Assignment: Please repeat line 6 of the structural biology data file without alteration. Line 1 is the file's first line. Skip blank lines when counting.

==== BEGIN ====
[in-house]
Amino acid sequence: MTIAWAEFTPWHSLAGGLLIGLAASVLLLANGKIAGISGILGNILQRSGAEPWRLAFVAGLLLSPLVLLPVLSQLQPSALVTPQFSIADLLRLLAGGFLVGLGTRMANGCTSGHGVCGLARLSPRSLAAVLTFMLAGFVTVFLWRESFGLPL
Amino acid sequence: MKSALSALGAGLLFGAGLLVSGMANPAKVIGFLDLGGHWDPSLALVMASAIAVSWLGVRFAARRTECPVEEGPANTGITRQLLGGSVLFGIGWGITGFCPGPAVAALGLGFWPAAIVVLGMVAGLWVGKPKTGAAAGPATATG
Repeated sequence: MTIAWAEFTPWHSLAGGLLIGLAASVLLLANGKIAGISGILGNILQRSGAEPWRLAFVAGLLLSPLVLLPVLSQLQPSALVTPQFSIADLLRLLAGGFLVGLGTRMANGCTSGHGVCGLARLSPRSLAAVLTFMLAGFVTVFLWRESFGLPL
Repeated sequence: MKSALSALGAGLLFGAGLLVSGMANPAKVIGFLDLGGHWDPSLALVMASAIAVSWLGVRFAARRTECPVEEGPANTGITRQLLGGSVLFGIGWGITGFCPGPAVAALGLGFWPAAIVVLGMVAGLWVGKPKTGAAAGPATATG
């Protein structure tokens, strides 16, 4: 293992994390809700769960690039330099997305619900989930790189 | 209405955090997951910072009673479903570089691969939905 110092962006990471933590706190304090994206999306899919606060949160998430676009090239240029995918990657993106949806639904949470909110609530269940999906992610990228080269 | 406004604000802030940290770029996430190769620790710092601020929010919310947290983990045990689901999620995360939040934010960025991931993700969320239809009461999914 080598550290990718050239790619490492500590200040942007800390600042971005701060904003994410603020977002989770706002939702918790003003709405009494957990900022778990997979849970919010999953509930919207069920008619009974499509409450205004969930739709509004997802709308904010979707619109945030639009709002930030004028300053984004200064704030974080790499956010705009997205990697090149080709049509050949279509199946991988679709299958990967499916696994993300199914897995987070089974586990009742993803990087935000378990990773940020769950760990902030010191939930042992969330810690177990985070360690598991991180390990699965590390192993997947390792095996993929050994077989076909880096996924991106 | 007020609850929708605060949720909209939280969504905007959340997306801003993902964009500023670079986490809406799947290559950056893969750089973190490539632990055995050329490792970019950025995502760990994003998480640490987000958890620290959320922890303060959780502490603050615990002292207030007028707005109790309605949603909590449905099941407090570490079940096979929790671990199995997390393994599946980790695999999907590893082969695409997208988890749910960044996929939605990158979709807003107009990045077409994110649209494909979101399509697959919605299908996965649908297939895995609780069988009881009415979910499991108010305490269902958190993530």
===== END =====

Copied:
């Protein structure tokens, strides 16, 4: 293992994390809700769960690039330099997305619900989930790189 | 209405955090997951910072009673479903570089691969939905 110092962006990471933590706190304090994206999306899919606060949160998430676009090239240029995918990657993106949806639904949470909110609530269940999906992610990228080269 | 406004604000802030940290770029996430190769620790710092601020929010919310947290983990045990689901999620995360939040934010960025991931993700969320239809009461999914 080598550290990718050239790619490492500590200040942007800390600042971005701060904003994410603020977002989770706002939702918790003003709405009494957990900022778990997979849970919010999953509930919207069920008619009974499509409450205004969930739709509004997802709308904010979707619109945030639009709002930030004028300053984004200064704030974080790499956010705009997205990697090149080709049509050949279509199946991988679709299958990967499916696994993300199914897995987070089974586990009742993803990087935000378990990773940020769950760990902030010191939930042992969330810690177990985070360690598991991180390990699965590390192993997947390792095996993929050994077989076909880096996924991106 | 007020609850929708605060949720909209939280969504905007959340997306801003993902964009500023670079986490809406799947290559950056893969750089973190490539632990055995050329490792970019950025995502760990994003998480640490987000958890620290959320922890303060959780502490603050615990002292207030007028707005109790309605949603909590449905099941407090570490079940096979929790671990199995997390393994599946980790695999999907590893082969695409997208988890749910960044996929939605990158979709807003107009990045077409994110649209494909979101399509697959919605299908996965649908297939895995609780069988009881009415979910499991108010305490269902958190993530």